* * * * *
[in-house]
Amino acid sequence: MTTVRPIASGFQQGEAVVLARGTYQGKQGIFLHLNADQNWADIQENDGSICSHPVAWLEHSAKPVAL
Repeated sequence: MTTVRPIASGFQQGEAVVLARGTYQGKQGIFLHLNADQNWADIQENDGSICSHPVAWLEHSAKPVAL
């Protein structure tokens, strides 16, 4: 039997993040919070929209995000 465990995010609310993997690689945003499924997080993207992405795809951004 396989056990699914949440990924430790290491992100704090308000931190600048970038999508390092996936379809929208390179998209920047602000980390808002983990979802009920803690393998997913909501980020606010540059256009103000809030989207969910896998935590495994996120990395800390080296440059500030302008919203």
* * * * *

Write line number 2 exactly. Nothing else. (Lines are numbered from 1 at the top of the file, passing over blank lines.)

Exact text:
Amino acid sequence: MTTVRPIASGFQQGEAVVLARGTYQGKQGIFLHLNADQNWADIQENDGSICSHPVAWLEHSAKPVAL